It's been a tough week for Jackson. Right after we sent our last issue to the printer, we got the news that Mayor Chokwe Lumumba had passed away. This was devastating for our city and all of us who respected him immensely. He had defied many predictions and united the city in a way we'd never seen. He will be missed.
Meantime, as we approach Lumumba's wake and memorial service, which should be a reverent and peaceful reprieve from Jackson-style dirty politics, many people are jostling both to speak for the Lumumba family and to tell us all who we should and should not vote for on April 8 to replace him.
Then there is the downright sensationalism stoked by Hinds County Supervisor Kenneth Stokes and various Facebook sages pushing the notion that the mayor was murdered (even though no one yet has revealed a lick of proof). Meantime, the family has made it clear to us (because, unlike many media outlets, we asked them) that they have no evidence to support that notion.
It has been an open secret for a long time that Lumumba's health was precarious at best—and perhaps even "infirm" as one JFP staffer speculated during the mayoral campaign.
Lumumba deflected questions about his health when we've asked; thus, we could not report as fact that he was gravely ill, without private medical records proving otherwise. We still await a clarification of his exact cause of death, and what he suffered from and how long, which his family and medical practitioners owe the people who voted for him.
Still, it is completely irresponsible for both elected officials and supposedly "real" media outlets to spread the rumor that Lumumba was murdered. This will only instill fear and distrust in a traumatized electorate—which could be the purpose. Newspapers and television stations should know better: Our job is to investigate evidence of such an accusation, not throw it out there hoping it helps with shrinking ratings and readers. (It is "sweeps month," after all.)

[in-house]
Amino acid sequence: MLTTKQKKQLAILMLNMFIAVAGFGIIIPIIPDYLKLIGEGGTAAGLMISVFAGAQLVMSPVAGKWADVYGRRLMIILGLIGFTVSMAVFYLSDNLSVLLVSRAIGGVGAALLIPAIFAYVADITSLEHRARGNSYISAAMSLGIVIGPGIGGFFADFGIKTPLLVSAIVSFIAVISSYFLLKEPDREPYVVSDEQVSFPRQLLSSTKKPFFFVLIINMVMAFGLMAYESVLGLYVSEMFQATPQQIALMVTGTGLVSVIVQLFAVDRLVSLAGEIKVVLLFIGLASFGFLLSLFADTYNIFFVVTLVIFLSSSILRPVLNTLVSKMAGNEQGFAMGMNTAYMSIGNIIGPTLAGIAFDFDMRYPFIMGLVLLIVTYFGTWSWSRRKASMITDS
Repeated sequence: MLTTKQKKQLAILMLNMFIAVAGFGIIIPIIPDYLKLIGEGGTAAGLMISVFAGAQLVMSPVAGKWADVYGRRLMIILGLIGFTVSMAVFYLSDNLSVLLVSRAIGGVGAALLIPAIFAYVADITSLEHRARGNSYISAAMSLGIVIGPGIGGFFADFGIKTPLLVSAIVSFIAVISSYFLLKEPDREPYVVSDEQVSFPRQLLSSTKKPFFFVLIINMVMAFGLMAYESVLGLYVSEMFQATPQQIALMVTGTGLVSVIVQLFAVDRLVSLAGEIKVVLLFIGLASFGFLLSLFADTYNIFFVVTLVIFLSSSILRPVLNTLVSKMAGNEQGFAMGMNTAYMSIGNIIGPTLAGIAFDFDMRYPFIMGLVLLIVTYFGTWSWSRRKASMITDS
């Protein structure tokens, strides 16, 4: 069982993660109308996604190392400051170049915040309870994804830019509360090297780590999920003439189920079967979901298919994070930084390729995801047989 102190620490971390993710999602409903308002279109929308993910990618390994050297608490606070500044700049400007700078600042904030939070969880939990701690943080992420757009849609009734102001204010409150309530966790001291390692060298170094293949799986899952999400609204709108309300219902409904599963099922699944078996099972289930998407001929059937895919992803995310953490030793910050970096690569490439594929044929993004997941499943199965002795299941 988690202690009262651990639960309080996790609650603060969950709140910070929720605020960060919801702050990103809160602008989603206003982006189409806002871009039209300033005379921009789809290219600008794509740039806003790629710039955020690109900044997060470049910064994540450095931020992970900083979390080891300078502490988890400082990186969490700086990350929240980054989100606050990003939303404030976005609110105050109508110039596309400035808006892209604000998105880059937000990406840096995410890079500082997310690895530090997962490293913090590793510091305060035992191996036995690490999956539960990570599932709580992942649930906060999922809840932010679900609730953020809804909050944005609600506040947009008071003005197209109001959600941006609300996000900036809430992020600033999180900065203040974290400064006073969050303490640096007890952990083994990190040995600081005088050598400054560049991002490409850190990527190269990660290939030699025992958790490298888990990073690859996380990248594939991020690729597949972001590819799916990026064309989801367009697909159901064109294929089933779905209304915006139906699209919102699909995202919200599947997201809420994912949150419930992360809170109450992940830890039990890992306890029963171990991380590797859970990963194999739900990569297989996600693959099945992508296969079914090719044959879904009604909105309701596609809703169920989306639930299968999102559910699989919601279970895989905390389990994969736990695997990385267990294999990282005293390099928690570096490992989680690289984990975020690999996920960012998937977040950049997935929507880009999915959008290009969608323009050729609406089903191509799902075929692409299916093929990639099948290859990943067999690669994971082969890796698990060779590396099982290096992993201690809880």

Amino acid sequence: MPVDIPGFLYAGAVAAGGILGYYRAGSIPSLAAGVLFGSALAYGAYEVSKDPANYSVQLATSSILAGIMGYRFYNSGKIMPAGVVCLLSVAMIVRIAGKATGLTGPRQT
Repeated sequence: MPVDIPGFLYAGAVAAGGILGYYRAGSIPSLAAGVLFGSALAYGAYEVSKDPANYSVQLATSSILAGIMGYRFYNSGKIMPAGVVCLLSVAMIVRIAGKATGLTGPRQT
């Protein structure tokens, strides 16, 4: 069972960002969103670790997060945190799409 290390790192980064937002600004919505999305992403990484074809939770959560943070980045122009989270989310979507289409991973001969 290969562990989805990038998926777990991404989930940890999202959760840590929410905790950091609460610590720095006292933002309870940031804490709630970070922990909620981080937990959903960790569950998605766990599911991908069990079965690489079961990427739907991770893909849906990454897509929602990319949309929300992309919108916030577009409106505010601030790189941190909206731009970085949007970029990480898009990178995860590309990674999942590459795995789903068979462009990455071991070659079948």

Let's be clear: To date, we are not aware of any evidence that Mr. Lumumba died of anything but natural causes, and his family has not indicated otherwise. We also support the idea of an autopsy with results fully and promptly revealed to the public he served.
We also admit dreading another brutal city election after the mess the last one became. We urge candidates to honor the late mayor by, finally, engaging in the kind of campaign that lifts our city up—and that doesn't involve nasty flyers thrown in yards or left under windshield wipers. It also needs to include a commitment to full and timely disclosure of campaign donations by all candidates and PACs.
Put simply: The Jackson public has been through enough. It's time to stop trying to scaring us into voting against someone and instead run clean, adult campaigns so we can choose the next best leader with solid information. Mayor Lumumba helped us all grow up a bit as a city; let's do him the honor of continuing that path to maturity during this special election.